We sleep at a young plantation, far from the levee but fully in view as the trees bear no undergrowth. I still manage to build a little fire and keep warm in the morning.
When we stop for two nights in Mantova, Ton has booked us an apartment right in the center of town. The luxurious bathroom (hot water, soap and towels are always luxurious!) is soon filled with wet leaves, trying to dry the tent. The very authentic room, interconnected to the many religious buildings all around us, has pannier-stuff all over, from pans covered in sooth, to socks smeared with mud. The town is a highlight of architecture but as always, I want to use the opportunity of a room with running water, heating and a kitchenette. I do try to repair my broken brake cable but I rather drink cappuccino in a tiny, authentic café around the corner. It’s a pleasure to see the Italians gather all dressed up, even the babies are highly fashionable, besides being the little king in their crowd of grown-ups (complete with iPad). I find Italian people a fine, pleasant, friendly folks.
We both fail to repair the Magura break. And cycle on. The weather has become misty and beautiful eerie, I can’t make out the Po anymore.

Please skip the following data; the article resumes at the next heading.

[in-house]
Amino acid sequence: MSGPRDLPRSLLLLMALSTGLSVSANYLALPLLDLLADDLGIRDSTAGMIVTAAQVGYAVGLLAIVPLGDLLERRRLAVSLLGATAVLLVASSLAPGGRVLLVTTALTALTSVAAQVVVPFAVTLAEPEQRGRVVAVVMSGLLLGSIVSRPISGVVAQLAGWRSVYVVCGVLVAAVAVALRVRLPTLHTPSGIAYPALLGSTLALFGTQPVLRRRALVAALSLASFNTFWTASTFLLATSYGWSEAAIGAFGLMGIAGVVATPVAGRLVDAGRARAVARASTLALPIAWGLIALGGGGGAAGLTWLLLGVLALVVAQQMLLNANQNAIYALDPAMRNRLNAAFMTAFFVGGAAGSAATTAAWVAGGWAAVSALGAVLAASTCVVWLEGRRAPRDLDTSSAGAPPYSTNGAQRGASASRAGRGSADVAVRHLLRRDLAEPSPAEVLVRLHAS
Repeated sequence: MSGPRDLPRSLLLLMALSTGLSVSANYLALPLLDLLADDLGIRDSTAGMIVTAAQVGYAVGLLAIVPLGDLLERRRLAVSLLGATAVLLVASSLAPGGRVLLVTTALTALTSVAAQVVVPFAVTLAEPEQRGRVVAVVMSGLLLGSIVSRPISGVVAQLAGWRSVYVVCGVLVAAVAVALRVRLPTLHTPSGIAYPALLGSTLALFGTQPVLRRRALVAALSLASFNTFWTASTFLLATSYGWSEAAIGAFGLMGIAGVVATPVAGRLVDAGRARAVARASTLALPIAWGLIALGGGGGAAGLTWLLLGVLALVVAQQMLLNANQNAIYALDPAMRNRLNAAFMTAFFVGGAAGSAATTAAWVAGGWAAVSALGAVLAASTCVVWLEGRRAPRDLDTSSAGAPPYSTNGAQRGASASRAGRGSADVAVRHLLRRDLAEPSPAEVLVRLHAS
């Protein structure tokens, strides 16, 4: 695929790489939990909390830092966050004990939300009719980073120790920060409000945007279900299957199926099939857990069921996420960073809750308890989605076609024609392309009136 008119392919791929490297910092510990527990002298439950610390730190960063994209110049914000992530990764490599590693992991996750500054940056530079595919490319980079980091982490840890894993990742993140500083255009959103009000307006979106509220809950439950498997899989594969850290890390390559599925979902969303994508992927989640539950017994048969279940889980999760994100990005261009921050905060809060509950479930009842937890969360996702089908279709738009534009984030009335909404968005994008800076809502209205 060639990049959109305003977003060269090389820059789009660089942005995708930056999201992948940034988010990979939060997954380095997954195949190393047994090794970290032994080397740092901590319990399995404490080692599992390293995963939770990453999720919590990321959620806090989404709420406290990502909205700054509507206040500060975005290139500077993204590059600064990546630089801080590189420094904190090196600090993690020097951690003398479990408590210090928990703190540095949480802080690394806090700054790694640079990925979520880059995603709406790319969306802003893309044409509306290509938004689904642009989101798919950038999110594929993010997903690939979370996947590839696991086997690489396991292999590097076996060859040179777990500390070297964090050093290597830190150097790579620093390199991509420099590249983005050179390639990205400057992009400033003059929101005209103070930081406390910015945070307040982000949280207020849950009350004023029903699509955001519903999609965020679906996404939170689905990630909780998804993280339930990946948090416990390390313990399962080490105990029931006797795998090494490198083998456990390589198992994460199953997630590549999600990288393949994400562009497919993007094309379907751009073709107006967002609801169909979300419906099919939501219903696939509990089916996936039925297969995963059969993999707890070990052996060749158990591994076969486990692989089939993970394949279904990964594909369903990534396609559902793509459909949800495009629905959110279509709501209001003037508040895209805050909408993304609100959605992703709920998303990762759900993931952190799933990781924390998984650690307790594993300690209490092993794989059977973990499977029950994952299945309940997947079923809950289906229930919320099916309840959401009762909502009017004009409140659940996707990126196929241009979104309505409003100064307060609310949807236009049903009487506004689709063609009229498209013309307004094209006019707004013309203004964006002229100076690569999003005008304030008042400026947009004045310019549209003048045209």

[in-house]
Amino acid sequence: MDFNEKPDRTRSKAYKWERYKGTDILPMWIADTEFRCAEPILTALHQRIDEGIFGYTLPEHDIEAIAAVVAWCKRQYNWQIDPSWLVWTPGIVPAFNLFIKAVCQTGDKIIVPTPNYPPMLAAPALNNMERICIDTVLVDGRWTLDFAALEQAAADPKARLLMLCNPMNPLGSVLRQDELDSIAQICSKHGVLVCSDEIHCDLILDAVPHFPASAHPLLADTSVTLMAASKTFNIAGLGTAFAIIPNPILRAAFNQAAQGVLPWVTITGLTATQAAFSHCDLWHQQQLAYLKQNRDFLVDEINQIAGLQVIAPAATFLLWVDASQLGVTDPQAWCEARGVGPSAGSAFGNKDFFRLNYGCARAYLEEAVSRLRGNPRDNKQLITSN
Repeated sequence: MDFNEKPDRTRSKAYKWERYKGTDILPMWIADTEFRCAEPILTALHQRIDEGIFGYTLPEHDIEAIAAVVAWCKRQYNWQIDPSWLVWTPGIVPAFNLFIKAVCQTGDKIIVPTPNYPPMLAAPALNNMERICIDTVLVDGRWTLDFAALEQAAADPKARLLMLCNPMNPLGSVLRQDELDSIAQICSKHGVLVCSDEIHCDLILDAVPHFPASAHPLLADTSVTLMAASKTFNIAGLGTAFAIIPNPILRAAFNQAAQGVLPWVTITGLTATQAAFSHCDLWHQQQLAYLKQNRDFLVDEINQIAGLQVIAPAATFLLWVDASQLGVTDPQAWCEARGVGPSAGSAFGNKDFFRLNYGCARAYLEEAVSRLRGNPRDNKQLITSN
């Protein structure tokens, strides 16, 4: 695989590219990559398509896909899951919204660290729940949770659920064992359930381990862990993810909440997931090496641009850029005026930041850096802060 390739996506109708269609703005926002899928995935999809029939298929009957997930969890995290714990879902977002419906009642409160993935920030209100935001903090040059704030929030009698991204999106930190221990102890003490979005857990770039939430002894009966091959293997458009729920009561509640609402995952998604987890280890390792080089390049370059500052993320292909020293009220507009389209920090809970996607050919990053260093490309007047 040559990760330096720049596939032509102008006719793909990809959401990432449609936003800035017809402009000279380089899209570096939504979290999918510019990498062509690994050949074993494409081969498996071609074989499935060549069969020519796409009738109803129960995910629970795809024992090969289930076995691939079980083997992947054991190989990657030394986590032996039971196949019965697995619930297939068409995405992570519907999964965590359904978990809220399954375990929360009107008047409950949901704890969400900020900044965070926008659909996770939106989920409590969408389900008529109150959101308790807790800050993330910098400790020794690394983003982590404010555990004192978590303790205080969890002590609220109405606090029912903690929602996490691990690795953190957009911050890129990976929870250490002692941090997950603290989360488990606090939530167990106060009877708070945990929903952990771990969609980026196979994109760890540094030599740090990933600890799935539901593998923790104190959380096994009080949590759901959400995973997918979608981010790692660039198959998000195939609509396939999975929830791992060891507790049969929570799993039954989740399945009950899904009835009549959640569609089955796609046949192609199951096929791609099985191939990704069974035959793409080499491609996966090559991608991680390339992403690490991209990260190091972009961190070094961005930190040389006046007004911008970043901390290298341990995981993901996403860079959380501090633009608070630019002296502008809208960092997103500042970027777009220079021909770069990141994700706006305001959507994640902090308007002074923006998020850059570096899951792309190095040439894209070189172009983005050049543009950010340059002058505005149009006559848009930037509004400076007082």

My new down jacket has become dirty around the sleeve ends, the smell of our clothes is a wood-fire fragrance, and the odor of my armpits a remarkable strong yet far from unpleasant sweat scent, kind of interesting. Sometimes I wonder what makes us different from a homeless? Other than having money, obviously. I think it’s choice and pleasure. Possibilities and back-up. I have a way out if I want. Or need. I wake up in a patch of thickly undergrowth plantation and the first thing I do is start a fire and search for ‘champignons’, to make photo’s of. We can camp anywhere we want, although it might be hiding. It might be a bit of a poor way of living, but it is a choice. The simplicity, however ridiculous by the standard of the country we are in, is heavenly to deal with.
However much I enjoy it, it gnaws on me as well. My mom is sick… I am almost daily in doubt what to do? One such evening a What’sApp message from my sister releases me of this uncertainty, without further hesitation or thinking, we decide I need to go home. Now.
This time it is not as difficult as before because I had slowly got used to being in Europe, and Italy being a larger example of the Netherlands makes the transition easier.
This is how my 3 year cycle trip came to yet another pause. Like every other true traveler who’s way of living is simple, I am already thinking where to go next. I
don’t know yet, but what I do know is that it will have a goal…
Here you can see what I have started and keep myself busy with at the moment. It’s my wish to continue this, which will be easy to combine with cycling the world. More so, it will link me more closely with people I meet, especially women, who have the same lifestyle.
We cycled in Italy around late November 2015